A Data Science Approach to Predictive Analytic Research and Knowledge Translation

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Stacey Fisher Robert Talarico Yulric Sequeira Carol Bennett Sarah Spruin Amy Hsu Peter Tanuseputro Doug Manuel
Published online: Aug 31, 2018

Current approaches to the development and application of predictive studies is inefficient and difficult to reproduce. Thousands of predictive health algorithms have been developed; however, less than 2\% have been assessed outside their original setting and even fewer have been applied and evaluated in practice.

Objectives and Approach
Objective: To develop a standardized workflow for algorithm development, dissemination and implementation.

Existing predictive analytics workflow and open standards were adapted and expanded for health research and health care settings. The approach was designed to work within multidisciplinary teams and to improve research transparency, reproducibility, quality, efficiency and application. Key components include standardized algorithm description files, documentation and code libraries. All libraries and programming packages, which were created for/with open-source software, can be used for a wide range of statistical and machine learning models. Publicly-available repositories contain the algorithms, validation data, R code and other supporting infrastructure.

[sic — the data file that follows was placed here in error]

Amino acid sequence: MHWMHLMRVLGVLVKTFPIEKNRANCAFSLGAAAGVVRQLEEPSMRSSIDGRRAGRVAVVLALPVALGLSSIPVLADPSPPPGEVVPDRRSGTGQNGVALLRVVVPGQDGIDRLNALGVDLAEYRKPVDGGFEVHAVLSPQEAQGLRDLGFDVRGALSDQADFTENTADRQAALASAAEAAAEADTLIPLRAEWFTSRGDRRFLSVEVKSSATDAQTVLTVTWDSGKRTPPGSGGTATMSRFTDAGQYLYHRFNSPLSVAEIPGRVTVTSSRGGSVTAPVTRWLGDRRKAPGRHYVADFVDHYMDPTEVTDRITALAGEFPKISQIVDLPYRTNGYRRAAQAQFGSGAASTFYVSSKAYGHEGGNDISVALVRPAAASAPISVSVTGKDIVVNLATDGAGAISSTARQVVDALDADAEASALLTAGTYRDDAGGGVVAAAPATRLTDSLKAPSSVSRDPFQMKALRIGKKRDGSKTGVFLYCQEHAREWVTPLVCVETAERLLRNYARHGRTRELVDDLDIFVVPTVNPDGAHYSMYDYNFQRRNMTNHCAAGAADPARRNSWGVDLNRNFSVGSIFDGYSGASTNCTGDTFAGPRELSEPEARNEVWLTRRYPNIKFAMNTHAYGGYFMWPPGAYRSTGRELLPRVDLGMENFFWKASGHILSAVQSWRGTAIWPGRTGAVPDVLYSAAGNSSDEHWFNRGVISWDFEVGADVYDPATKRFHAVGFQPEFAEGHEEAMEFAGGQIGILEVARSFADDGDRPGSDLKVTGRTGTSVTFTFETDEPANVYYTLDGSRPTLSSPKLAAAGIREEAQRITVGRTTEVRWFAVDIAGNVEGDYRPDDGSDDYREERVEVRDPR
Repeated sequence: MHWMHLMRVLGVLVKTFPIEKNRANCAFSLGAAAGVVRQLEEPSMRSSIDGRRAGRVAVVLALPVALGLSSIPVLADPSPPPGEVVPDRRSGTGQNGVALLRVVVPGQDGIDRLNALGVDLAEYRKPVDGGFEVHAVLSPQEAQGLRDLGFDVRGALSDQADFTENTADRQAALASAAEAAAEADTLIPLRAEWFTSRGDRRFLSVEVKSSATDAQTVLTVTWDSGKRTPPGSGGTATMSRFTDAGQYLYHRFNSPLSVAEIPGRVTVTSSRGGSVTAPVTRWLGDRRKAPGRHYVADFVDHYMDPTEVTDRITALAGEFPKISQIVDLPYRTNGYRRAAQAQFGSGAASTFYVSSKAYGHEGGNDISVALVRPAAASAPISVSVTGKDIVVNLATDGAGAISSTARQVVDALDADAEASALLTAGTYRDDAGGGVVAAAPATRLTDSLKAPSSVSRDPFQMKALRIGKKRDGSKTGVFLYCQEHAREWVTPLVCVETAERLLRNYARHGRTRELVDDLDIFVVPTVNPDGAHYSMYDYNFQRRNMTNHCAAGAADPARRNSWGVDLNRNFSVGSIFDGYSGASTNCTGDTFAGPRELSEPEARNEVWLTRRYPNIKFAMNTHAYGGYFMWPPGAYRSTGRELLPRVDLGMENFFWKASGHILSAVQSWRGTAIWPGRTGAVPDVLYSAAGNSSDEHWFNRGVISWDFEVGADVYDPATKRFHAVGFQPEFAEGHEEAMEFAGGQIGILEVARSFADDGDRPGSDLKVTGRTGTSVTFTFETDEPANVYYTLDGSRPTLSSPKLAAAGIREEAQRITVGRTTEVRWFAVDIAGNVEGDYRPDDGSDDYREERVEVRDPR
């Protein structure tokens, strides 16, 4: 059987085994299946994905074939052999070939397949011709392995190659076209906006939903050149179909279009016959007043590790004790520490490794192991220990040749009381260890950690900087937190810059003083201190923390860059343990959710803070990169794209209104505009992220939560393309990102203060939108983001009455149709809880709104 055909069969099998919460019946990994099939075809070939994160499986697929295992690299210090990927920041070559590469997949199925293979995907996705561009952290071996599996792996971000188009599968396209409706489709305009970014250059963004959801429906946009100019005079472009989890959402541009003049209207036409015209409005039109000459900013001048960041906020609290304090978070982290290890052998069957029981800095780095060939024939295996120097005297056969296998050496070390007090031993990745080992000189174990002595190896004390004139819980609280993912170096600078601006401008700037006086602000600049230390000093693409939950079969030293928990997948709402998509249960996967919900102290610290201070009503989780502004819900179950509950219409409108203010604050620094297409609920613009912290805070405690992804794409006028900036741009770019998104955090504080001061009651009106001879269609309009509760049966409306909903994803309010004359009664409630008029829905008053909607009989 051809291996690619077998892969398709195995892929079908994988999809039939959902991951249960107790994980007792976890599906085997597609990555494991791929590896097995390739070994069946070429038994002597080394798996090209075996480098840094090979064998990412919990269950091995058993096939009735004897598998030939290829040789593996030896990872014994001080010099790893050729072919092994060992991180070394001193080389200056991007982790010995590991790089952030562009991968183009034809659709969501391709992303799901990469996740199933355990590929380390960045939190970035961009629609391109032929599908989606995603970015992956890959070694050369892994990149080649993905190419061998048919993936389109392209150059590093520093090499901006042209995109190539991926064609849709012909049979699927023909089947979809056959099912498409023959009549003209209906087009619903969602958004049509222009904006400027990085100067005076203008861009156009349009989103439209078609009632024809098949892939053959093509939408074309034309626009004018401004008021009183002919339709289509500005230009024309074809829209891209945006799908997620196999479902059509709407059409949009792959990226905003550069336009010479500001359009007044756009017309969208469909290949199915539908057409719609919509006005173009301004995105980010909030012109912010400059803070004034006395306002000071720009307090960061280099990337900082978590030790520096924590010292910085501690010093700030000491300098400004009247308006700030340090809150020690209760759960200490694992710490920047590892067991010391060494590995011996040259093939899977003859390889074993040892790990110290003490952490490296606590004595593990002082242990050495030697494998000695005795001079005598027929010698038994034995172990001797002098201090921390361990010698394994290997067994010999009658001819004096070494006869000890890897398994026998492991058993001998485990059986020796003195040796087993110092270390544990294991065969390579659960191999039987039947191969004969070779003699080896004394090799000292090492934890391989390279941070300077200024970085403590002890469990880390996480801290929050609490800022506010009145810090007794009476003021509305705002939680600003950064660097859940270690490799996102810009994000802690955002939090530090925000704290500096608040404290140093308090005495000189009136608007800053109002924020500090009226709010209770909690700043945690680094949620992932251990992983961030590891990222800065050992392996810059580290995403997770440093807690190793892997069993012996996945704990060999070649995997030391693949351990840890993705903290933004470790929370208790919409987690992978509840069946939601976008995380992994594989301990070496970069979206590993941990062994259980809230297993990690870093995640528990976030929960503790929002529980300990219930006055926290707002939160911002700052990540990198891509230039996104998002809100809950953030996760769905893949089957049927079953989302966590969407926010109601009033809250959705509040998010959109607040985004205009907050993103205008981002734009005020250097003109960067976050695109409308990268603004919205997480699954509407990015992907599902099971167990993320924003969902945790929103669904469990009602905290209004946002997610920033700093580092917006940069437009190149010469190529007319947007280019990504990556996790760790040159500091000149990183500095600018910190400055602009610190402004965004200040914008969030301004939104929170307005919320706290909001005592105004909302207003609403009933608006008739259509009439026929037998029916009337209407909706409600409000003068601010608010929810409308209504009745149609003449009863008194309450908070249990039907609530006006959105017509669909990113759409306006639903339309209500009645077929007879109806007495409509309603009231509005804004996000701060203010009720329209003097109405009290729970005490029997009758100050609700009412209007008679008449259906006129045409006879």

Algorithm development involves variable pre-specification and documentation of model variables, followed by creation of data preprocessing code to generate model variables from the study dataset. Preprocessing uses algorithm specification documentation and a function library, building upon and integrating with existing algorithms when possible to preventing code duplication. Models are output as a Predictive Modelling Markup Language (PMML) file, a portable industry standard for describing and scoring predictive models. A separate scoring "engine" is used to implement PMML-described algorithms in a range of settings, including algorithm validation at other research institutions. Algorithm applications currently include the Project Big Life (www.projectbiglife.ca) online calculators, population, health services and public health planning uses and an algorithm visualization tool. An API permits use of the calculator engine by other organizations.

Barriers to the implementation of predictive analytics in real-world settings—such as within electronic medical records or decision aid applications—can be mitigated with well described algorithms that are easy to replicate and implement, especially as access to big health data increases and algorithms become increasingly complex.

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